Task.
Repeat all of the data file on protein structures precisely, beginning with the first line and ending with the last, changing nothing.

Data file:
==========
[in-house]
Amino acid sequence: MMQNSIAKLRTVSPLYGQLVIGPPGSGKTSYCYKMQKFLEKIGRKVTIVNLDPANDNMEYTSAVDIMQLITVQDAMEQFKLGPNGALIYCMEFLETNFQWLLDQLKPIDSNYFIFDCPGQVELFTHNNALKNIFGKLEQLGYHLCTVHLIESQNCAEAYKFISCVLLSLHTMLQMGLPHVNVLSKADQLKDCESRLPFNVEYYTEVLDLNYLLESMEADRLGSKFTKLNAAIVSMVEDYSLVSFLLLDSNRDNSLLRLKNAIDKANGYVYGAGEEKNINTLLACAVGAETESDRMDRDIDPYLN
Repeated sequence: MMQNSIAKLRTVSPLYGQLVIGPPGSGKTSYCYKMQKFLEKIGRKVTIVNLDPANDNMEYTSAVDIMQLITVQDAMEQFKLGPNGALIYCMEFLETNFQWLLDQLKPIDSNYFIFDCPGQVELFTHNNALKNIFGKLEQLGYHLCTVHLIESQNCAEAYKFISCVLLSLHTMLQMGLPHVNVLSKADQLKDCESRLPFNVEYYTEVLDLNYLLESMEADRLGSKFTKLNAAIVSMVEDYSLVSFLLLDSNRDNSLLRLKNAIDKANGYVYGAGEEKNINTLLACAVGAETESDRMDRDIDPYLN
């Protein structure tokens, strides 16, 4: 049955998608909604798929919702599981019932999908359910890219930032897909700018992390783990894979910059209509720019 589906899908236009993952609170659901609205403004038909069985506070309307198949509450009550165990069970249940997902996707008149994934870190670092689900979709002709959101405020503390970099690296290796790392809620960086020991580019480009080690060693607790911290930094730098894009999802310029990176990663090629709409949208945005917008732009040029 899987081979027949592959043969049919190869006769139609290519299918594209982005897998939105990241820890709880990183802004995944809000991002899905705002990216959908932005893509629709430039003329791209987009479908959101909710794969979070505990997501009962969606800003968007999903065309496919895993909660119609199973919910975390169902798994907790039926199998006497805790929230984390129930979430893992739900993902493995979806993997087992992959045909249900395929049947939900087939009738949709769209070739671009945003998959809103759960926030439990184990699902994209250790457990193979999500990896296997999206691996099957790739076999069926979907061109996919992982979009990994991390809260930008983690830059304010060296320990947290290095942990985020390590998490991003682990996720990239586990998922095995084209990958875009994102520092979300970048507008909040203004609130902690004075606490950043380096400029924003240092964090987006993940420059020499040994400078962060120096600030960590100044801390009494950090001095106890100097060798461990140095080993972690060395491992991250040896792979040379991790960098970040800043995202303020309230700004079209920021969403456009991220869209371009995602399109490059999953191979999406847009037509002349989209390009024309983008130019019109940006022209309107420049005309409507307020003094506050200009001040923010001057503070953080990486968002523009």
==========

[in-house]
Amino acid sequence: MMQNSIAKLRTVSPLYGQLVIGPPGSGKTSYCYKMQKFLEKIGRKVTIVNLDPANDNMEYTSAVDIMQLITVQDAMEQFKLGPNGALIYCMEFLETNFQWLLDQLKPIDSNYFIFDCPGQVELFTHNNALKNIFGKLEQLGYHLCTVHLIESQNCAEAYKFISCVLLSLHTMLQMGLPHVNVLSKADQLKDCESRLPFNVEYYTEVLDLNYLLESMEADRLGSKFTKLNAAIVSMVEDYSLVSFLLLDSNRDNSLLRLKNAIDKANGYVYGAGEEKNINTLLACAVGAETESDRMDRDIDPYLN
Repeated sequence: MMQNSIAKLRTVSPLYGQLVIGPPGSGKTSYCYKMQKFLEKIGRKVTIVNLDPANDNMEYTSAVDIMQLITVQDAMEQFKLGPNGALIYCMEFLETNFQWLLDQLKPIDSNYFIFDCPGQVELFTHNNALKNIFGKLEQLGYHLCTVHLIESQNCAEAYKFISCVLLSLHTMLQMGLPHVNVLSKADQLKDCESRLPFNVEYYTEVLDLNYLLESMEADRLGSKFTKLNAAIVSMVEDYSLVSFLLLDSNRDNSLLRLKNAIDKANGYVYGAGEEKNINTLLACAVGAETESDRMDRDIDPYLN
């Protein structure tokens, strides 16, 4: 049955998608909604798929919702599981019932999908359910890219930032897909700018992390783990894979910059209509720019 589906899908236009993952609170659901609205403004038909069985506070309307198949509450009550165990069970249940997902996707008149994934870190670092689900979709002709959101405020503390970099690296290796790392809620960086020991580019480009080690060693607790911290930094730098894009999802310029990176990663090629709409949208945005917008732009040029 899987081979027949592959043969049919190869006769139609290519299918594209982005897998939105990241820890709880990183802004995944809000991002899905705002990216959908932005893509629709430039003329791209987009479908959101909710794969979070505990997501009962969606800003968007999903065309496919895993909660119609199973919910975390169902798994907790039926199998006497805790929230984390129930979430893992739900993902493995979806993997087992992959045909249900395929049947939900087939009738949709769209070739671009945003998959809103759960926030439990184990699902994209250790457990193979999500990896296997999206691996099957790739076999069926979907061109996919992982979009990994991390809260930008983690830059304010060296320990947290290095942990985020390590998490991003682990996720990239586990998922095995084209990958875009994102520092979300970048507008909040203004609130902690004075606490950043380096400029924003240092964090987006993940420059020499040994400078962060120096600030960590100044801390009494950090001095106890100097060798461990140095080993972690060395491992991250040896792979040379991790960098970040800043995202303020309230700004079209920021969403456009991220869209371009995602399109490059999953191979999406847009037509002349989209390009024309983008130019019109940006022209309107420049005309409507307020003094506050200009001040923010001057503070953080990486968002523009």